Community payback is essentially the replacement for community service. Courts have the power to sentence people who have committed certain crimes to undertake between 40 and 300 hours of community payback rather than a prison sentence.
It's intended as a punishment and also as a means by which offenders can make amends to the community for the harm they have caused. Offenders wear orange jackets marked 'Community Payback', so local people can see they are paying back for their crimes.
All offenders have to meet certain criteria before they are assigned to specific tasks. In general, community payback is given to low and medium risk offenders. It's not suitable for high risk offenders.
All offenders are carefully assessed before they are allocated to work projects to ensure the safety of the public.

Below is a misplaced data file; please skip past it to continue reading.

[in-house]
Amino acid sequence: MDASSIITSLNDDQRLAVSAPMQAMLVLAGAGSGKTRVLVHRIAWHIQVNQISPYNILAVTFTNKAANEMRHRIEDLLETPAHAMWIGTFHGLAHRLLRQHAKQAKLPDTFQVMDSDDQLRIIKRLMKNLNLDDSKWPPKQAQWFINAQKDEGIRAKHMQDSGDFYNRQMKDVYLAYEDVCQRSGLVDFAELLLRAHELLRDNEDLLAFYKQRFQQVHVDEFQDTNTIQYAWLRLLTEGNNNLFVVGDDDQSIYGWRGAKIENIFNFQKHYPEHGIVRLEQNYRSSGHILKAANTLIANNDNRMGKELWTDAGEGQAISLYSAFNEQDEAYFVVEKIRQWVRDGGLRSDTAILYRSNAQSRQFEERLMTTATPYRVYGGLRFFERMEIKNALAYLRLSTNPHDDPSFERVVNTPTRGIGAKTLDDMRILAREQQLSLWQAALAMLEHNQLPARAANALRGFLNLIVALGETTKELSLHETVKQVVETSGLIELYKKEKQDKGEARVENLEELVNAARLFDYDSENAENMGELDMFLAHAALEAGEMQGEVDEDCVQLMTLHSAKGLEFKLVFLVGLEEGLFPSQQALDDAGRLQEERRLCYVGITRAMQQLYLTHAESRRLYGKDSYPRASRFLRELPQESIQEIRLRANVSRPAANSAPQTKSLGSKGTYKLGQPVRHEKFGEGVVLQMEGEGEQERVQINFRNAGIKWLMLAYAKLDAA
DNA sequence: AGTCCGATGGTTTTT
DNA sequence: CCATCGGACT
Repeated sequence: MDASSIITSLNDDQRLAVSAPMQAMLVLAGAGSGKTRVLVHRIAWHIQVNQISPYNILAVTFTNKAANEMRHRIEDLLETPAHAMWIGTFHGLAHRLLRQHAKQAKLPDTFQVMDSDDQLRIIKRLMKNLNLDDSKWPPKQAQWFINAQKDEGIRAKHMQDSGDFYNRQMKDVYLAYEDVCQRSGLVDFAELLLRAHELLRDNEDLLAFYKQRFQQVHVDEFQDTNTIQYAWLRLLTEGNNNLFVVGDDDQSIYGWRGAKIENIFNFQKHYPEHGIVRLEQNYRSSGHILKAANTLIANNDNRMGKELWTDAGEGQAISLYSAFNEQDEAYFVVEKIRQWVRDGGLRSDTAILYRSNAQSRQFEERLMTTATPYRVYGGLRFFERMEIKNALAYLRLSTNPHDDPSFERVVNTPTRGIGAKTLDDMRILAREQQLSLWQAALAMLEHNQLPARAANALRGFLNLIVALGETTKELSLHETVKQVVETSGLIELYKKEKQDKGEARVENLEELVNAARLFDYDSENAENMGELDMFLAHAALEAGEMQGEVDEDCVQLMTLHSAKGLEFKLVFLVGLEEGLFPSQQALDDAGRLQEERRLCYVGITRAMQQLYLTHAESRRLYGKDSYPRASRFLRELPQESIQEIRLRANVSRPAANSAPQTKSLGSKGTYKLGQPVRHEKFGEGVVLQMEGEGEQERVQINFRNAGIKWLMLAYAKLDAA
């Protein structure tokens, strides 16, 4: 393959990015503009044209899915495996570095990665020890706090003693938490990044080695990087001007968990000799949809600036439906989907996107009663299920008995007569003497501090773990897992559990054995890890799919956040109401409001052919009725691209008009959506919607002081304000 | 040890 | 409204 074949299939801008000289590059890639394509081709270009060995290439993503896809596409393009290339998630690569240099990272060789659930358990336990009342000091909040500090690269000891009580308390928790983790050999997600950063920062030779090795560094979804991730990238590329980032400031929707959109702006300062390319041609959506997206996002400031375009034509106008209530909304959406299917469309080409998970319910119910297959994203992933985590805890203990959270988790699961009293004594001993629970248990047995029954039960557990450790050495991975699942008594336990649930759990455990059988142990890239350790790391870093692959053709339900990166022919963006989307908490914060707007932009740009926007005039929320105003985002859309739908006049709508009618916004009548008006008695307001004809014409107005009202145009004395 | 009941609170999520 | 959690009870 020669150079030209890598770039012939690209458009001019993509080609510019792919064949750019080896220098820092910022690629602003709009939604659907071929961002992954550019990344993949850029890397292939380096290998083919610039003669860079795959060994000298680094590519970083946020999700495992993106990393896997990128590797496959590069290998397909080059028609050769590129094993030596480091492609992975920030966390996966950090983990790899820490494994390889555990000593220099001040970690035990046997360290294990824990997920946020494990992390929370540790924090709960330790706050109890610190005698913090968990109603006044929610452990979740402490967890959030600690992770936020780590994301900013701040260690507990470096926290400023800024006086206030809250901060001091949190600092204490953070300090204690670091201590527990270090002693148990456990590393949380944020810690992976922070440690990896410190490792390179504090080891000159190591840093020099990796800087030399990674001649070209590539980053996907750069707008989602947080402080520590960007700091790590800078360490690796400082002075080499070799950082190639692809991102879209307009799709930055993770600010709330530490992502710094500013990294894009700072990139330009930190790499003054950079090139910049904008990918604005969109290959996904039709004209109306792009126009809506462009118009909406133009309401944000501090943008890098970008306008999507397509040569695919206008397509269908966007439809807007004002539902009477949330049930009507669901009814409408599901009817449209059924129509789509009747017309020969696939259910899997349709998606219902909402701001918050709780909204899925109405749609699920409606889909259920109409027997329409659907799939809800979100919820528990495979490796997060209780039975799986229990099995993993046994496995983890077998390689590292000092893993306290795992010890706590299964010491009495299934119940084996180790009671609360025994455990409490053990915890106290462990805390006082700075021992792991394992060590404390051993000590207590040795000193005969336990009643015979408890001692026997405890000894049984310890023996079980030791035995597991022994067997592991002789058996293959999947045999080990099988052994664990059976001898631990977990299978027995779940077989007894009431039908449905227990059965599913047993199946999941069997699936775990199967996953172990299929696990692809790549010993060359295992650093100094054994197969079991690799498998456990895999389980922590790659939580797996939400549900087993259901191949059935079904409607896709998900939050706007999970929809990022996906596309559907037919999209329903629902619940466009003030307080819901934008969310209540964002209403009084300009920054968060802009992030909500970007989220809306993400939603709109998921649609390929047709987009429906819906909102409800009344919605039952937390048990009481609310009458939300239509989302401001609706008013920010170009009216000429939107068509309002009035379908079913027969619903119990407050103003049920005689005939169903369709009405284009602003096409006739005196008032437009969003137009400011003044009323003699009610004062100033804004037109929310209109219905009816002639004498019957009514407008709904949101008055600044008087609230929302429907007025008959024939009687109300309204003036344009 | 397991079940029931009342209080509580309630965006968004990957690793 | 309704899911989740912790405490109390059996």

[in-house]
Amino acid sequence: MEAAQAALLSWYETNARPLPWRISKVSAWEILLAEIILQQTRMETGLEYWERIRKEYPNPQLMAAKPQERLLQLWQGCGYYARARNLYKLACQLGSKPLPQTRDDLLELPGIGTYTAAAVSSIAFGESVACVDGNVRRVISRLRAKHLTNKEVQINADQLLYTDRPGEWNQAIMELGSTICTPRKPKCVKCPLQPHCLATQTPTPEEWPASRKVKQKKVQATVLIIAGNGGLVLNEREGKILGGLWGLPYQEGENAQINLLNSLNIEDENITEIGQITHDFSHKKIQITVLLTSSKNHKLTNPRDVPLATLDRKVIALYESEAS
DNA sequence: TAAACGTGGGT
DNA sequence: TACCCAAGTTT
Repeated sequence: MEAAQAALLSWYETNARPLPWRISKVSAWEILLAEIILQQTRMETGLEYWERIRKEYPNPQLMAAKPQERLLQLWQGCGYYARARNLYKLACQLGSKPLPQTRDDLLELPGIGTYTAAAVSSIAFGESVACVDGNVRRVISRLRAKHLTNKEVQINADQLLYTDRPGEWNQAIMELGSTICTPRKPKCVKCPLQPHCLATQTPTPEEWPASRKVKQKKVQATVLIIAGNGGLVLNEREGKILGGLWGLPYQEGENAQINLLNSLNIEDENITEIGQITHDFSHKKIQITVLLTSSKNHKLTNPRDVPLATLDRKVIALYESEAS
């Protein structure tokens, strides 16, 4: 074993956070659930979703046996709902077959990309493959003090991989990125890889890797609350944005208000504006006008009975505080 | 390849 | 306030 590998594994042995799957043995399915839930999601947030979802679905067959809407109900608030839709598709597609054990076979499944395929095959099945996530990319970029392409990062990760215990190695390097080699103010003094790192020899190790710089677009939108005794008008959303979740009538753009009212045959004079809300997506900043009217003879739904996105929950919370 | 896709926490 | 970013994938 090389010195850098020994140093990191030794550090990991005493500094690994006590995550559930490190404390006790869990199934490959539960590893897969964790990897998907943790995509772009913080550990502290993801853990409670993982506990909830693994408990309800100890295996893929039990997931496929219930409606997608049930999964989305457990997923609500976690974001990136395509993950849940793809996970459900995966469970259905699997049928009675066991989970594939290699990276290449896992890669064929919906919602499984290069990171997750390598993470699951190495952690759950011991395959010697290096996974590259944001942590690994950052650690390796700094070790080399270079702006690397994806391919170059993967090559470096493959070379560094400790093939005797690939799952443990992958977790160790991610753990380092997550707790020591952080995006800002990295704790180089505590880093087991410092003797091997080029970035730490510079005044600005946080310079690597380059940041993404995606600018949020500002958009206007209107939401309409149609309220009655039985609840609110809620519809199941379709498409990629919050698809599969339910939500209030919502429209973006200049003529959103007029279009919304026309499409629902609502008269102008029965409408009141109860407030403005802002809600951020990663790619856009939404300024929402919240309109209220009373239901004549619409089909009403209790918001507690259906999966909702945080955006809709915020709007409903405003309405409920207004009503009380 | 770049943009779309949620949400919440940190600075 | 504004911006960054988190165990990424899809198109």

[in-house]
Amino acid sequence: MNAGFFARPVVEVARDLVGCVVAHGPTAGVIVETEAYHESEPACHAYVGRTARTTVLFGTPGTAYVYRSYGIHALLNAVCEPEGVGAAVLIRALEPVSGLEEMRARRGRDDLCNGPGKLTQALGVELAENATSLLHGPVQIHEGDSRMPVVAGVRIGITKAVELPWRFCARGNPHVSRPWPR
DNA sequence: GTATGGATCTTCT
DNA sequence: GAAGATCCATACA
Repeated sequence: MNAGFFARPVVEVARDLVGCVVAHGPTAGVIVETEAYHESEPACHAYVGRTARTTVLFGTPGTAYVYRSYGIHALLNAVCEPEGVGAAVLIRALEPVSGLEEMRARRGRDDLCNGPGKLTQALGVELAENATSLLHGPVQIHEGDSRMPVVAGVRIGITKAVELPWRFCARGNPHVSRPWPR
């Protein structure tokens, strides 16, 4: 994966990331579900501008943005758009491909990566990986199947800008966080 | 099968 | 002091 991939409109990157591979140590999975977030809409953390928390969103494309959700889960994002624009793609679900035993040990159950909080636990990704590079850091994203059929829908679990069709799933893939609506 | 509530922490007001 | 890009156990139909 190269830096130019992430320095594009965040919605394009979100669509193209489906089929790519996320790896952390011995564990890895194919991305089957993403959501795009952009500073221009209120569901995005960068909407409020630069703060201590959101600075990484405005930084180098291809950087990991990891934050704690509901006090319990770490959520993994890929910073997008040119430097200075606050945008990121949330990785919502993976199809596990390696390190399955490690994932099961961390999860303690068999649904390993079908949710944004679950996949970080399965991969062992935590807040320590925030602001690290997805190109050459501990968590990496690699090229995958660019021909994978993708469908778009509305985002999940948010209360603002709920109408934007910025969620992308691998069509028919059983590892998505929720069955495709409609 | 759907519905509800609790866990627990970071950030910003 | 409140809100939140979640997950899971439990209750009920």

A project must meet the following criteria:
- It must benefit the community
- It must not take away paid work from others
- No one must make a profit from the work
- It must be worthwhile, constructive and give offenders new skills
- Offenders must be seen to be putting something back into the community
- It must be challenging and demanding for offenders
- It must be visible, so the community can see offenders paying back their community
- It must help to reduce crime and fear of crime
Typical types of project include graffiti removal, street clean ups, gardening and repair projects, improvements to park and community facilities and painting and decorating in community centres and meeting places.
Nominate a project
Anyone can nominate a project for community payback, either as an individual or through membership of a club or community group. We will co-ordinate work in the public realm; in order to suggest a project, we need to know details of the nature of the work.
All projects will be assessed to see if it’s suitable and the nominee will be told if and when work can start on it. Coordination and tasking of approved projects is done by our Community Engagement team.